The following is letter of appreciation and a tribute to my husband, Jeremy Smith, 1980-2012.
I became Mrs. Jeremy Smith on May 20, 2007 and moved to the foreign community of Snipesville, which after meeting all of Jeremy’s family, I thought should have been named “Smithville.”
Jeremy and I settled down to a life of leaving for work early in the mornings and getting home to supper and getting ready for the next morning—the same as other families. Jeremy was a hard worker and he never failed, even later when he was sick, to go to his job. When he was not working at Watco, he could usually be found working in the yards or improving things around the house.
In September 2008, God blessed us with a little 2-1/2 pound son, Ree, and though there were some hurdles to get over in having a premature baby, Jeremy couldn’t have been prouder. He was a good father; devoting time and love to his daughter, Reeanna, my son, Gage, and our son, Ree. We were a busy and happy family. Little did we realize that there was a storm coming into our lives that would change us forever.
In early October 2010, Jeremy began having headaches and on the afternoon of October 26th, I was at work, and his daddy Billy carried Jeremy to the ER in Douglas with a bad headache. A scan showed a mass on his brain, which looked suspiciously malignant. He was transferred to Memorial Hospital in Savannah. Further tests there confirmed cancer of the brain. The doctor gave Jeremy 4 to 6 months to live.
But Jeremy would not accept this verdict, because he was a fighter and he was not going to lie down and let cancer take him away from those he loved. And so we went to war with our enemy, cancer. And there was never a braver soldier or one who fought harder, or more courageously than Jeremy. From traveling to Savannah, Duke, Douglas and Waycross with chemo after chemo treatment, radiation, and dose after dose of steroids, Jeremy fought on. For two long years he battled his enemy – only to lose the fight last Monday evening.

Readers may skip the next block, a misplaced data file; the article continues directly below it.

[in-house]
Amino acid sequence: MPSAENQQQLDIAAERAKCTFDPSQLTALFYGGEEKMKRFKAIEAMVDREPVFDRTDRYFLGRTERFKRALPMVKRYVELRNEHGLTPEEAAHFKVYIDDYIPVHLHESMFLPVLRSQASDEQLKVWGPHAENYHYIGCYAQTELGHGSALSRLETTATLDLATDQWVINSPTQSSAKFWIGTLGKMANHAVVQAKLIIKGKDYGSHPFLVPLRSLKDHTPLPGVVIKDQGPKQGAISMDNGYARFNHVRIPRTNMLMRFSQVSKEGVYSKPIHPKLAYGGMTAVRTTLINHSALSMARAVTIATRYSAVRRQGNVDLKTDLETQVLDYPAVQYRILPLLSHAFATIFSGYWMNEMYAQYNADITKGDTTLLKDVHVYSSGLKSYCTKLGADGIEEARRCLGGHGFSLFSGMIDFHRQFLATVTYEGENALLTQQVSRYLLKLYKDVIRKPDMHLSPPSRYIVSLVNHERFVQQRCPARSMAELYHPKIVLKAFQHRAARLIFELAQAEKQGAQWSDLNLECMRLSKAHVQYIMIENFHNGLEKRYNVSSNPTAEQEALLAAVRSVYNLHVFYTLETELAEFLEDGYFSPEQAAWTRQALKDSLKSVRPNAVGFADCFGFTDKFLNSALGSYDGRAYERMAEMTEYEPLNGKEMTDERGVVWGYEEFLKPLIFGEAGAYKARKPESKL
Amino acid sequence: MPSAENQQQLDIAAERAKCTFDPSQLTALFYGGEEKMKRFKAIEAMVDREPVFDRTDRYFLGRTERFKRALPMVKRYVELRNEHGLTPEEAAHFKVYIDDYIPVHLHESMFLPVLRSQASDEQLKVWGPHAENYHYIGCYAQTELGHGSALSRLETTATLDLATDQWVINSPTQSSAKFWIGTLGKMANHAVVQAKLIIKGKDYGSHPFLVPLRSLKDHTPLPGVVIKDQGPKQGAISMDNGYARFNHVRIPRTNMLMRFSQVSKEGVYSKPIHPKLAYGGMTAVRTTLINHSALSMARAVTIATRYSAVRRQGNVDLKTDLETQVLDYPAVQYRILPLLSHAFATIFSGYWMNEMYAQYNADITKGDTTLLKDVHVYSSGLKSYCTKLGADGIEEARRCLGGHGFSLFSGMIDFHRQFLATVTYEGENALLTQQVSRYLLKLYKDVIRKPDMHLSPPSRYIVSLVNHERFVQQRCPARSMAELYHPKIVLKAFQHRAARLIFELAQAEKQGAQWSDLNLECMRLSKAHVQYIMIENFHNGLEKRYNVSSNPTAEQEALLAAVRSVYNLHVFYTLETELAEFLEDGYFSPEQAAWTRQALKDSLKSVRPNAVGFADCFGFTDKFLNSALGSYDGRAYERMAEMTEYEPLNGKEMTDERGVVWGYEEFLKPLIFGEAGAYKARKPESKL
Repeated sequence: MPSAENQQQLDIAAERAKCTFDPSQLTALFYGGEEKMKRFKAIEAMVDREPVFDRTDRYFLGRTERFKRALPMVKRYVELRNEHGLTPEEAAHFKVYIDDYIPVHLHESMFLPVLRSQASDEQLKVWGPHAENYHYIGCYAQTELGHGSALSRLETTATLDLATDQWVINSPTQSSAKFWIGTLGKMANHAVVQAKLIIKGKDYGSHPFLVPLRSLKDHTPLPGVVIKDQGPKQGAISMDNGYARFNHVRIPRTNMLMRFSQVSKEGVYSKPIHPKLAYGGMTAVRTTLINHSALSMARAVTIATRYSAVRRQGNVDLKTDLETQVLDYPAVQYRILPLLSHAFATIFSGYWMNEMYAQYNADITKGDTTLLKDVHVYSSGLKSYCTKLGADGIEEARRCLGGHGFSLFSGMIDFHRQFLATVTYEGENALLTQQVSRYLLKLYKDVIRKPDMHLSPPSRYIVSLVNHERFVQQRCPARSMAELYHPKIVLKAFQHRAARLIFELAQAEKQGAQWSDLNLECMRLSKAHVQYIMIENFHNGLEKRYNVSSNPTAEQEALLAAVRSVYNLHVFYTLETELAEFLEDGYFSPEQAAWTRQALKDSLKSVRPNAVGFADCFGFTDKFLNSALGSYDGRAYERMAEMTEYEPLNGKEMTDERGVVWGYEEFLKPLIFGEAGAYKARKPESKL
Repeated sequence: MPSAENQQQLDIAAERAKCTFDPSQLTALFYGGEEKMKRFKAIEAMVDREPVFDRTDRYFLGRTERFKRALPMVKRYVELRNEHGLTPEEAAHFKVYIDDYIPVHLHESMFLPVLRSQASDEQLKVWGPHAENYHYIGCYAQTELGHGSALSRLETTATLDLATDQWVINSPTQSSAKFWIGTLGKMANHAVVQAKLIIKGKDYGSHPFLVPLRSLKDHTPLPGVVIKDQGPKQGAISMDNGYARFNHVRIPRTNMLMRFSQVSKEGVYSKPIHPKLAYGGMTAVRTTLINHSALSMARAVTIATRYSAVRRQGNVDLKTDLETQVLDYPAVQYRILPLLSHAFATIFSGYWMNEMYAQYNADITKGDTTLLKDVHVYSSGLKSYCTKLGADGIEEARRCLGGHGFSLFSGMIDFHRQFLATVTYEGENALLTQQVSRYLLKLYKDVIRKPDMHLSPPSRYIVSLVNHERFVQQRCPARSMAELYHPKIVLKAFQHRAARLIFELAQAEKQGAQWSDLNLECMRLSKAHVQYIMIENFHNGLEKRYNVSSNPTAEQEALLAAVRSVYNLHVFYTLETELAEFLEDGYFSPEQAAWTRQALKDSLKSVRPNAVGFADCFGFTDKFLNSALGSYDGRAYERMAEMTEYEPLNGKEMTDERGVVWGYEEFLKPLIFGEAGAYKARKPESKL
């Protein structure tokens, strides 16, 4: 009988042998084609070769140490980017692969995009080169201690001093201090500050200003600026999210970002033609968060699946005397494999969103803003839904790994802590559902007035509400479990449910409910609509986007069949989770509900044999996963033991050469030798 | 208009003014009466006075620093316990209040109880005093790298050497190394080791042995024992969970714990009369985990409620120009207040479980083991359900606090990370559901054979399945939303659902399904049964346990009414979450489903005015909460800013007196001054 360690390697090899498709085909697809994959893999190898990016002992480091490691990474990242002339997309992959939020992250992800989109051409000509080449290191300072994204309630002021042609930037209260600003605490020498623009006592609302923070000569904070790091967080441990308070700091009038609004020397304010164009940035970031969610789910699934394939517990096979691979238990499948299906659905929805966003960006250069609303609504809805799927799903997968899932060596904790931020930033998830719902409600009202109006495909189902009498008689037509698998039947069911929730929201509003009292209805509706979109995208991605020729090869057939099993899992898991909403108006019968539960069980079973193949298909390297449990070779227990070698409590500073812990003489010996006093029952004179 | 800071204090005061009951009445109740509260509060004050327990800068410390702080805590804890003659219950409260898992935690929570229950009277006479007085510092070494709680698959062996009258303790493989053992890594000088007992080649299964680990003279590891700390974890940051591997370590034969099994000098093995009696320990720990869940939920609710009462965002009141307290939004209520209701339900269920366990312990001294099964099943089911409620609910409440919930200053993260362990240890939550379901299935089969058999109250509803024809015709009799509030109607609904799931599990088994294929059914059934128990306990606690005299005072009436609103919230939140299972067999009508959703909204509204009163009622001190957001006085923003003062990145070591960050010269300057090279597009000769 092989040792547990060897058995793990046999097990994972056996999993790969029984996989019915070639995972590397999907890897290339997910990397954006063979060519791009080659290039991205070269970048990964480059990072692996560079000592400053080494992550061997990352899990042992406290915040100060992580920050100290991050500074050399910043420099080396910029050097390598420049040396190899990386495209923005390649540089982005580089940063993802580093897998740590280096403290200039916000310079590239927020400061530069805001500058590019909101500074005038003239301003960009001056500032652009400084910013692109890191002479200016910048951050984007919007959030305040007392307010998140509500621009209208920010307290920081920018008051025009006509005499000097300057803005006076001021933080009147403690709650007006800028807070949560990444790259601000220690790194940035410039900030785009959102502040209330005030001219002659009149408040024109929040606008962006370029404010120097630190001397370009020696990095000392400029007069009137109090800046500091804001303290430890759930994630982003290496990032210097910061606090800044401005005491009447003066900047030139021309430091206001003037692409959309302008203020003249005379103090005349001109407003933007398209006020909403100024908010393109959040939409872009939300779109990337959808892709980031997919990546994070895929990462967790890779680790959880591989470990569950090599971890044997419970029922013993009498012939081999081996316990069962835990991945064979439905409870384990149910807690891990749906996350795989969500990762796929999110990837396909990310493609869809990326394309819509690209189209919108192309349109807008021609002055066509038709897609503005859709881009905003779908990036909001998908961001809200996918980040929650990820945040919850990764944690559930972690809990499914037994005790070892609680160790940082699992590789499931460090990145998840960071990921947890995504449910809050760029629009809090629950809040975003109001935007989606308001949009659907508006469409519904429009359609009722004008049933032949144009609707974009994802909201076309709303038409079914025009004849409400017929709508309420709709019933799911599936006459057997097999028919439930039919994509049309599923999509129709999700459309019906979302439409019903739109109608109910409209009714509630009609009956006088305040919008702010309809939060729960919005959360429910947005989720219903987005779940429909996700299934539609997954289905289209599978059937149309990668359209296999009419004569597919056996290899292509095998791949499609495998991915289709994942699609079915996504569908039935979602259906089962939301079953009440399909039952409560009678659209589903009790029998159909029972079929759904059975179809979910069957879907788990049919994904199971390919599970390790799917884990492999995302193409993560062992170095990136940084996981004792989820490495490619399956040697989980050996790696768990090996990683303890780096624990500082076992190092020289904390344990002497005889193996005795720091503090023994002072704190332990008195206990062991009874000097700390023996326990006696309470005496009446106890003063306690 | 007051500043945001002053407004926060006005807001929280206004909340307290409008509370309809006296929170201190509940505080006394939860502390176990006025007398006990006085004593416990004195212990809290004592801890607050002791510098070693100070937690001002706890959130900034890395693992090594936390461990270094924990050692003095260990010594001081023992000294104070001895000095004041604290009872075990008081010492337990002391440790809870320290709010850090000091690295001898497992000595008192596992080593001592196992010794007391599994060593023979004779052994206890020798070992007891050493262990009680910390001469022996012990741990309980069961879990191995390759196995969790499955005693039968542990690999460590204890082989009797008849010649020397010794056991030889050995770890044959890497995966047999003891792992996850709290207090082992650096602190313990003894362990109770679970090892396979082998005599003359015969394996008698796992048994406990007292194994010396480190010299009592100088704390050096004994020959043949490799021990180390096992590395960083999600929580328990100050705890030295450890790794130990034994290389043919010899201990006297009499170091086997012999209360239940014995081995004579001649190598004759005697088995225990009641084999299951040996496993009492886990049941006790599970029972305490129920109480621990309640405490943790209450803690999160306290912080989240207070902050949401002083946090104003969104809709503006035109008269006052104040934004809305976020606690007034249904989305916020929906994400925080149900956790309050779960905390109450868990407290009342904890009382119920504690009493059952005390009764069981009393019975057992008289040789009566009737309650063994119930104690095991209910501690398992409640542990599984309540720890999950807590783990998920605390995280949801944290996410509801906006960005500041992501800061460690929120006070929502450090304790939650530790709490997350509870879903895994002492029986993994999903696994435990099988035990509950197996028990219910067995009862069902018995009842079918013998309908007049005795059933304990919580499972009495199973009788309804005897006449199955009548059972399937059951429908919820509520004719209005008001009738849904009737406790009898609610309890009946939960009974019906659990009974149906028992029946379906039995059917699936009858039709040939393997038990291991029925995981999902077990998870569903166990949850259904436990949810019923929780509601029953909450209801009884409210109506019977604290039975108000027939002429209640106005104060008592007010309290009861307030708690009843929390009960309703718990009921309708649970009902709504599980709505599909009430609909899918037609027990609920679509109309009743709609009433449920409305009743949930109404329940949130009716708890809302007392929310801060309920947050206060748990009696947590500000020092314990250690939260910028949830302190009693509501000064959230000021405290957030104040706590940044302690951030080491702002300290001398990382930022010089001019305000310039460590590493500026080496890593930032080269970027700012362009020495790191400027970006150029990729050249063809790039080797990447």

But Jeremy didn’t really lose. Because in his fight he set examples for me and our children that I hope will guide us through life and make us strong in adversity, just like Jeremy.
He taught us faith to believe that even when the odds are stacked against you, you don’t let it kill your spirit. Jeremy never once accepted that he was not going to get well. He never spoke of defeat.
And Jeremy taught us endurance. And, oh, how he did endure. Though so sick it seemed impossible to get out of bed, he would get up each morning, get dressed and go outside to do some kind of work, from tinkering on his Mustang with his brothers to going fishing or hunting with his daddy, Billy. Those who saw his ravaged body were amazed at how Jeremy could possibly keep going. But I knew. It was because our Jeremy was a fighter and he would never give up.
Jeremy taught us many good things during his illness, but perhaps the greatest thing I, as his wife, learned during this time was the Goodness of God. I learned to trust Him to supply all our needs, whether it was to give us strength for the hour or the next day, or to meet a financial obligation that allowed me to take leave from my job and be at Jeremy’s side until the end, God always provided.
Thank you Mt. Pleasant, Macedonia, Union Springs Churches, and every person that God used to bless us. Thank you, family and friends of Jeff Davis and Appling Counties who supported us all the way.
If Jeremy could speak today he would join me in saying, “We love you all.”